Wherein is Healing For Men

Remember that old saying: an apple a day keeps the doctor away? Well, how about this one: keep your lives sunny by taking some honey!

Well… I never was good at poetry. But the fact is, as far as the meaning goes, my new saying is true.

Honey is “manufactured” in one of the world’s most efficient factories, the beehive. Bees may travel as far as 55,000 miles and visit more than two million flowers to gather enough nectar to make just a pound of honey.

The color and flavor of honey differ depending on the bees’ nectar source (the blossoms). In general, lighter colored honeys are mild in flavor; while darker honeys are usually more robust in flavor.

Honey has been used for its therapeutic powers for centuries. According to a Theban papyrus written in 1870 BC, the Egyptians fed and healed their children with honey. Hippocrates used honey in many different ways.

The scientific research that began a few decades ago, and recent experiments in hospitals in Europe, the USA, and especially the Far East and China, have revealed unquestionable therapeutic effects that have paved the way towards new medical research.

Honey is essentially a food rich (about 70%) in simple, easily digestible sugars – fructose, glucose and saccharose – which makes it an excellent source of energy.

Its high energetic power and its nutritional values make it a food for physical effort and is recommended for sportsmen before and after effort.

Its dynamogenic and stimulant action on the heart increases stamina and favors the body’s powers of recuperation and prolonged efforts.

Generally, when consumed daily, honey increases resistance to physical and intellectual fatigue, strengthens the body against stress and strains of life and favors the assimilation and digestion of other foods.

In digestive disturbances, honey is of great value. Honey doesn’t ferment in the stomach because it is easily absorbed and there is no danger of bacterial invasion. The flavor of honey excites the appetite and helps digestion. For anemics, dyspeptics, convalescents and the aged, honey is an excellent remedy and tonic.

In malnutrition, no food or drug can equal it. The laxative value of honey is well known. Its fatty acid content stimulates peristalsis. It is also recommended for hyperacidity, and gastric and duodenal ulcers.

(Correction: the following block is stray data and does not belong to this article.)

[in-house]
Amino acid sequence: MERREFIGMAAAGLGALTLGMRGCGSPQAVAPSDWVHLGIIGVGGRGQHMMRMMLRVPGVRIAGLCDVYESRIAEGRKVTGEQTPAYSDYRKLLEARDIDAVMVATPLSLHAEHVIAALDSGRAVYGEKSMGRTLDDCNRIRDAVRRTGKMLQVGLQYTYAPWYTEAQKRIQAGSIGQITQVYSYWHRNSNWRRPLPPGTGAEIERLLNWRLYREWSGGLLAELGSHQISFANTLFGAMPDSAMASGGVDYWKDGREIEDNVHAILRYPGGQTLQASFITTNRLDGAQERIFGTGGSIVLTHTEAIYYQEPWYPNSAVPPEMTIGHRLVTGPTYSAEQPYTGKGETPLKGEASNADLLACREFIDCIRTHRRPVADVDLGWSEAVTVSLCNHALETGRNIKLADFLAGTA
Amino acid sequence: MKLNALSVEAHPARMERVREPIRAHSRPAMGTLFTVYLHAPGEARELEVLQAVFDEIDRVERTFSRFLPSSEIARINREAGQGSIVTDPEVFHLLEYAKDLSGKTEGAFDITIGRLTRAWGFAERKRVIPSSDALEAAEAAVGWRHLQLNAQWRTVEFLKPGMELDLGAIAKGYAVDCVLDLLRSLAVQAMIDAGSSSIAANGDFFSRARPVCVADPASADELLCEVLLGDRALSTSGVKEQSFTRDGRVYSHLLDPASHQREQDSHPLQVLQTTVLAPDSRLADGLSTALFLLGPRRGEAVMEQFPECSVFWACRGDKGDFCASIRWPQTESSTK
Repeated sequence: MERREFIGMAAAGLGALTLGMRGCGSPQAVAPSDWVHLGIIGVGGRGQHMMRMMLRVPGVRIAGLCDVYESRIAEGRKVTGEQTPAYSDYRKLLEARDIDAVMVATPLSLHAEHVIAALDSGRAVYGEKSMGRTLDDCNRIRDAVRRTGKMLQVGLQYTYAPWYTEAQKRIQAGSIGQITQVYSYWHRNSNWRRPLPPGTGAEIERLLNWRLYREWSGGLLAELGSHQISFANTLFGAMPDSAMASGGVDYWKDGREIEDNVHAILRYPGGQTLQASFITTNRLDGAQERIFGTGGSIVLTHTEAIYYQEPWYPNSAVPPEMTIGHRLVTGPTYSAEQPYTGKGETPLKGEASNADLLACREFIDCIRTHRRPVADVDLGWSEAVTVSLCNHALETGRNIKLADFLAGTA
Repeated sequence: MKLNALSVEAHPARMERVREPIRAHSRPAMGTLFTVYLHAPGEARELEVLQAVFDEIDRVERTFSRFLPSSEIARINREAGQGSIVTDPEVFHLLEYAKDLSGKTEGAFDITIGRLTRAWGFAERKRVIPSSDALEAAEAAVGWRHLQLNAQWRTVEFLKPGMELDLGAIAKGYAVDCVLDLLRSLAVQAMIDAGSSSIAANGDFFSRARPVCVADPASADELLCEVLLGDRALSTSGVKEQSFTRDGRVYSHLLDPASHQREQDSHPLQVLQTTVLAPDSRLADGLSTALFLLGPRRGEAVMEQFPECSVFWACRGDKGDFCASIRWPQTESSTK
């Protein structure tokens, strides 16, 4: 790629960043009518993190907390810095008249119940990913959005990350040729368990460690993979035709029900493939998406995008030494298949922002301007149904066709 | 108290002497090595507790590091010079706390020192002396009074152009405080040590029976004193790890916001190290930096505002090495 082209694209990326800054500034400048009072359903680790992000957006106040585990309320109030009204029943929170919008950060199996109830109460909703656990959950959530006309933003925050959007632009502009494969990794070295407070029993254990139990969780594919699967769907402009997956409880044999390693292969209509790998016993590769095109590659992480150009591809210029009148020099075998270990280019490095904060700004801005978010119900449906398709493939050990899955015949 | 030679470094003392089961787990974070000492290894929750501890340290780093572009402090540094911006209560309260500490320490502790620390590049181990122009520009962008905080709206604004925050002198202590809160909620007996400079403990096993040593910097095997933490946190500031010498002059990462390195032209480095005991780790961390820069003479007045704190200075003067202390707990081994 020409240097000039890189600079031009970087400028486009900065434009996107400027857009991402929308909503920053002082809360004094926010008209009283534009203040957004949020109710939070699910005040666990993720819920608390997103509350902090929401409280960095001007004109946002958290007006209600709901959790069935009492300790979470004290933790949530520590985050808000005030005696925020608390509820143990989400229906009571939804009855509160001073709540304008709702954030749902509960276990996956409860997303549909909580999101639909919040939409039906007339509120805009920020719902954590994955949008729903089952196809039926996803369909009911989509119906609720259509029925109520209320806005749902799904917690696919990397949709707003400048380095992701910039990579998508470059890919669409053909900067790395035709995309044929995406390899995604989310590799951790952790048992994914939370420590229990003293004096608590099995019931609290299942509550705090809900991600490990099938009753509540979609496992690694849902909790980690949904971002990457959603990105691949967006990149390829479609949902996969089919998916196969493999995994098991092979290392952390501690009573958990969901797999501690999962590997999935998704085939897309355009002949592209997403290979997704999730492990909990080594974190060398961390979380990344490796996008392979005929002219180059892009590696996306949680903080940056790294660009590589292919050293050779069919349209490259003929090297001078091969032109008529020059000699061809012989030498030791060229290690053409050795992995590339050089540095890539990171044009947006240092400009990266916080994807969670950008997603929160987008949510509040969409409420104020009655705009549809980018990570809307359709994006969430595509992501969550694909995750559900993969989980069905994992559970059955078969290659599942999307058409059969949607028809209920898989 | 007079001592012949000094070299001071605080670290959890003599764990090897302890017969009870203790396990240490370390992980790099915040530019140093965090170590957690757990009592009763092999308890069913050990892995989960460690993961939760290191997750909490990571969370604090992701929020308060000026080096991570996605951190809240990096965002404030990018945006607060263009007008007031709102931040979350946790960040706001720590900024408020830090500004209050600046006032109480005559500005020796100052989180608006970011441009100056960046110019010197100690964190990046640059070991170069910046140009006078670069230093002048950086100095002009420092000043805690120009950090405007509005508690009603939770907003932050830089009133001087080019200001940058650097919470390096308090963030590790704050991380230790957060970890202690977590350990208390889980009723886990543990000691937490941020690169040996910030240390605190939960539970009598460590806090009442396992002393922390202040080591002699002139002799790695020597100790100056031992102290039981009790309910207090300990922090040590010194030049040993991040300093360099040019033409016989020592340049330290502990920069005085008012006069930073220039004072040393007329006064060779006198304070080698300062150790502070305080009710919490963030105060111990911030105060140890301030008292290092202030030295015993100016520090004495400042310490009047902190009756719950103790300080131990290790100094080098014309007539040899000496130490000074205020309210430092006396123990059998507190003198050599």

Honey is also advised in cases of asthenia (state of physical or psychological fatigue), anorexia and states of undernourishment.

Ancient Egyptian Beekeeping

Honey has been used by Ancient Egyptians to treat a variety of ailments through topical application.

The antibacterial substances it contains make it appropriate for certain ENT infections (laryngitis, coughs) and intestinal or kidney disease. In external use, its healing power on wounds, injuries and skin troubles has been noted.

1 kg of honey equals 320 Kcal. It has a sweetening value equal or slightly higher than sugar. Lipids and protides are practically non-existent in honey.

It also contains pollen grains, yeast, starch, mineral dust and flavinoids. In addition, vitamins B, C and occasionally A, D and K can be found in very small quantities.

Royal jelly is rich in amino-acids, trace elements and vitamins. It restabilizes and revitalizes. It induces an improvement in energy, a feeling of euphoria and can even restore the appetite.

It stimulates the production of red cells and has a strong anti-infective action. It also is beneficial in neurasthenia, anxious states, minor depressive states, some dermatological problems and in anemia, low blood pressure and arteriosclerosis.

“And thy Lord taught the Bee to build its cells in hills, on trees, and in (men’s) habitations; Then to eat of all the produce (of the earth), and find with skill the spacious paths of its Lord: there issues from within their bodies a drink of varying colors, wherein is healing for men. Verily, in this is a sign for those who give thought.” (Surat An-Nahl:68-69).

This article was first published in 2007 and is currently republished for its importance.

About Nadia El-Awady
Nadia El-Awady is an Egyptian journalist based between Egypt and the UK. She began her career as a science editor at prominent Islamic website. In addition to science reporting and editing, she has taught journalism, been responsible for journalism training programs, and organized an international conference for science journalists. She was president of both the Arab Science Journalists Association and the World Federation of Science Journalists. Nadia has a B.Sc. in medicine and an MA in journalism. She is a certified scuba diving instructor, an avid hiker, and has recently turned to cycling adventures. She is the proud mother of four beautiful